Fizzy function: Effervescent tablet for dispersive extraction

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  • Published: Nov 28, 2011
  • Author: Steve Down
  • Channels: Sample Preparation
thumbnail image: Fizzy function: Effervescent tablet for dispersive extraction

Dispersed for better extraction

The extraction technique known as dispersive solid-phase extraction (SPE) that was introduced in 2003 quickly became widely accepted as a rapid and robust procedure that was easy to operate and used low volumes of solvent. It was soon adopted by the Association of Official Analytical Chemists as a method for extracting pesticides from fruits and vegetables.

The technique is sometimes referred to as QuEChERS, based on its recognised characteristics: Quick, Easy, Cheap, Effective, Rugged and Safe. It can be regarded as a two-stage procedure.

A homogenised sample is first extracted with a solvent such as acetonitrile in the presence of magnesium sulphate to aid phase separation between water and acetonitrile. Then this extract is mixed with the sorbent using external means such as vortexing to aid dispersion and enhance the extraction procedure.

A team of scientists from the University of Cordoba in Spain has now added a modification to dispersive SPE which allows the process to occur in a single syringe, while assisting sorbent dispersal into the sample. Miguel Valcarcel, Guillermo Lasarte-Aragones, Rafael Lucena and Soledad Cardenas introduced effervescent-assisted dispersive micro-SPE and illustrated it with the removal of a series of explosives-related nitroaromatic compounds from water.


Putting the fizz in to extraction

The effervescence is produced by carbon dioxide which is produced in situ and acts as the dispersant. A commercial sorbent comprising a poly(vinylpyrrolidone-divinylbenzene) copolymer was mixed with sodium carbonate as the carbon dioxide source and sodium dihydrogen phosphate as acid reagent. The mixture was pressed into tablets for storage and use.

When the tablet was added to an aqueous solution, it dissolved and released carbon dioxide which dispersed the sorbent throughout the solution to increase the contact area. This process took place within a 10 mL glass syringe.

After a suitable period, the solution was expressed from the syringe and the sorbent recovered on a filter. The target analytes were eluted from the filter for analysis by HPLC with UV detection.

Two carbon dioxide sources (sodium carbonate and sodium bicarbonate) and three acid reagents (sodium dihydrogen phosphate, citric acid and ascorbic acid) were tested together in all six combinations but sodium carbonate and sodium dihydrogen phosphate gave the best performance.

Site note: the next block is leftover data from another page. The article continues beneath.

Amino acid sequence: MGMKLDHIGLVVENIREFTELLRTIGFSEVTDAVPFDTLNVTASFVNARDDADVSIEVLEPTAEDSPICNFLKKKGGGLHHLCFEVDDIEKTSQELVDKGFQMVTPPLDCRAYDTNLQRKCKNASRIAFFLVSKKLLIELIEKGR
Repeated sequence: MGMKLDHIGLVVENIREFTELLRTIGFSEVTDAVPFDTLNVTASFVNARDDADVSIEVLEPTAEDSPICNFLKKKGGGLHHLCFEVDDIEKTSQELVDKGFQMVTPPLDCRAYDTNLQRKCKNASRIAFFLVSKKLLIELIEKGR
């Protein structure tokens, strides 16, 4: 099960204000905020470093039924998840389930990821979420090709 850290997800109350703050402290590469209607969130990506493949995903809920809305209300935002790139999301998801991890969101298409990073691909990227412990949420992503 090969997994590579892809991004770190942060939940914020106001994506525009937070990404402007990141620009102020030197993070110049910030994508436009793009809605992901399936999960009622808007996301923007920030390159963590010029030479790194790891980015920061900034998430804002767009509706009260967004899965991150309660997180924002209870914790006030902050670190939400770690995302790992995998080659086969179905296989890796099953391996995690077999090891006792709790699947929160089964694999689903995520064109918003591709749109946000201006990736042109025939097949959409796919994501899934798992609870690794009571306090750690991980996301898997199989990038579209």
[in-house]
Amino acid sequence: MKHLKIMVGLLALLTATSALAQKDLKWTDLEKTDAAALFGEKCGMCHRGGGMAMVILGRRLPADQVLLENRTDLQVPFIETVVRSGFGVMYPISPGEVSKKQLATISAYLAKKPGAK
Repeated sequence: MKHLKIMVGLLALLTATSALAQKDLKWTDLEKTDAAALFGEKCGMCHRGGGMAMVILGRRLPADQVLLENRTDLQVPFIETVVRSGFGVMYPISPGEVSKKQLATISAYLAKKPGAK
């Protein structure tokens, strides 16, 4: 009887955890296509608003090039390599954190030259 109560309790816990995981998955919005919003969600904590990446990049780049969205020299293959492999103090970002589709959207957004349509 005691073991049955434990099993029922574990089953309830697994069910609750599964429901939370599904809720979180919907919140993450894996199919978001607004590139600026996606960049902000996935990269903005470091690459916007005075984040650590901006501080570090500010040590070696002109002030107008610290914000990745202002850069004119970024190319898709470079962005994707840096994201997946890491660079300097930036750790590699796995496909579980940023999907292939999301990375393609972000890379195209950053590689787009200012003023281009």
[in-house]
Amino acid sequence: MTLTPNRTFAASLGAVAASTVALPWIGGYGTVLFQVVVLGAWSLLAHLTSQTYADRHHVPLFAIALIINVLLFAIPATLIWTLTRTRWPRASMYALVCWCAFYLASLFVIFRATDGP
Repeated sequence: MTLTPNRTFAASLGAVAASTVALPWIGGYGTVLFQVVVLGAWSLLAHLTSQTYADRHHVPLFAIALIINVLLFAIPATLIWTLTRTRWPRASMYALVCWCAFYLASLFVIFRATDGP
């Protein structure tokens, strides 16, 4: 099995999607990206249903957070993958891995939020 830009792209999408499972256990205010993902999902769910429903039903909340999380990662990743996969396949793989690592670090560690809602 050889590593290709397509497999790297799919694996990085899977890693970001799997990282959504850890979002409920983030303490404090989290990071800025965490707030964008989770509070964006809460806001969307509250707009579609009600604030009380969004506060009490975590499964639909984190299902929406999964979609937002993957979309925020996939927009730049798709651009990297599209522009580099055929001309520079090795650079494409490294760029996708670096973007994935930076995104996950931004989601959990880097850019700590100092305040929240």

This was attributed in part to the relative hygroscopicities of the reagents in the tablets, the presence of moisture inhibiting effervescence when the tablet is contacted with water. For this reason, it was important that the reagents were completely dried before tablet formation and were stored in an inert atmosphere.

Factors such as the ratio of reagents and sorbent, effervescence time, solution pH and final eluent were all optimised to give excellent relative recoveries from spiked river water samples. They ranged from 94-103% for five nitroaromatic compounds: 4-nitrobenzaldehyde, 2,4-dinitrotoluene, nitrobenzene, 1,4-dinitrobenzene and 4-nitrotoluene. The detection limits ranged from 1.8-7.0 µg/L.


Fizzy features in solid-phase extraction

Effervescent-aided dispersion SPE enhanced the removal of the pesticides compared with conventional SPE, increasing the HPLC-UV signal three-fold. However, the better sensitivity was achieved by the conventional technique, due to the ability to extract large sample volumes up to 500 mL.

The researchers pointed out that the sensitivity of effervescent dispersive SPE would be improved by starting with larger sample volumes, although that would need a new design of extraction vessel, and by lower elution volumes.

The effervescent technique performed better than conventional dispersive SPE carried out with the same sorbent and using a vortex stirrer to aid dispersion, giving higher signal intensities.

The principal disadvantage of this novel process is the requirement for tablet production prior to the extraction, which took about one hour. However, several tablets were produced at the same time and could be stored for future use.

This time constraint is countered by the ability to perform the whole extraction procedure in a simple syringe with the aid of a filter, lending itself to on-site extraction of environmental water samples.

So, although there is room for improvement, effervescence-aided dispersion SPE offers a simple and effective alternative for environmental analysis, improving upon conventional dispersion SPE.


The views represented in this article are solely those of the author and do not necessarily represent those of John Wiley and Sons, Ltd.

 
An effervescent tablet boosts a dispersive extraction procedure by rapidly increasing the contact area between analytes and absorbent, say Spanish researchers, who demonstrated this novel approach for the removal of nitroaromatic compounds from water

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